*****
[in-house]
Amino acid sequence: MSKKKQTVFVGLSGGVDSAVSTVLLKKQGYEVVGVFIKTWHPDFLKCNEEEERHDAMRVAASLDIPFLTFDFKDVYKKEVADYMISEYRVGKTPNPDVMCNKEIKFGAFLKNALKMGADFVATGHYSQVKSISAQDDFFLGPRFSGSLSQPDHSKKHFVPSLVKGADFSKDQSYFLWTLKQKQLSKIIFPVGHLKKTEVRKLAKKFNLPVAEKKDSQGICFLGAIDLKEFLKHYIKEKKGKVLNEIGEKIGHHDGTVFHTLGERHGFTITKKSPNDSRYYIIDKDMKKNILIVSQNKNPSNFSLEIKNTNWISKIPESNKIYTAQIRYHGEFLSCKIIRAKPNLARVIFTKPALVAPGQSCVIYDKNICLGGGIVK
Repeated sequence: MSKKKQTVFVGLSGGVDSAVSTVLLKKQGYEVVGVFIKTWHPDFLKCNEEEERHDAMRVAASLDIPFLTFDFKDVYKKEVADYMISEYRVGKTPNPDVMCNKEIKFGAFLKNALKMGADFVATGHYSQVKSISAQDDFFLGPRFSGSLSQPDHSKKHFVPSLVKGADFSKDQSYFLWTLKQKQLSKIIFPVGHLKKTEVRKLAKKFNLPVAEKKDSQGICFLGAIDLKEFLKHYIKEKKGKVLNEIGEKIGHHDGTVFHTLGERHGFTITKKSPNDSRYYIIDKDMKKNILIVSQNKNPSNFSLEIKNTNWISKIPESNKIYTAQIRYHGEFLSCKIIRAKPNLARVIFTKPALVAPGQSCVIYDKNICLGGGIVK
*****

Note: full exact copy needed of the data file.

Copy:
[in-house]
Amino acid sequence: MSKKKQTVFVGLSGGVDSAVSTVLLKKQGYEVVGVFIKTWHPDFLKCNEEEERHDAMRVAASLDIPFLTFDFKDVYKKEVADYMISEYRVGKTPNPDVMCNKEIKFGAFLKNALKMGADFVATGHYSQVKSISAQDDFFLGPRFSGSLSQPDHSKKHFVPSLVKGADFSKDQSYFLWTLKQKQLSKIIFPVGHLKKTEVRKLAKKFNLPVAEKKDSQGICFLGAIDLKEFLKHYIKEKKGKVLNEIGEKIGHHDGTVFHTLGERHGFTITKKSPNDSRYYIIDKDMKKNILIVSQNKNPSNFSLEIKNTNWISKIPESNKIYTAQIRYHGEFLSCKIIRAKPNLARVIFTKPALVAPGQSCVIYDKNICLGGGIVK
Repeated sequence: MSKKKQTVFVGLSGGVDSAVSTVLLKKQGYEVVGVFIKTWHPDFLKCNEEEERHDAMRVAASLDIPFLTFDFKDVYKKEVADYMISEYRVGKTPNPDVMCNKEIKFGAFLKNALKMGADFVATGHYSQVKSISAQDDFFLGPRFSGSLSQPDHSKKHFVPSLVKGADFSKDQSYFLWTLKQKQLSKIIFPVGHLKKTEVRKLAKKFNLPVAEKKDSQGICFLGAIDLKEFLKHYIKEKKGKVLNEIGEKIGHHDGTVFHTLGERHGFTITKKSPNDSRYYIIDKDMKKNILIVSQNKNPSNFSLEIKNTNWISKIPESNKIYTAQIRYHGEFLSCKIIRAKPNLARVIFTKPALVAPGQSCVIYDKNICLGGGIVK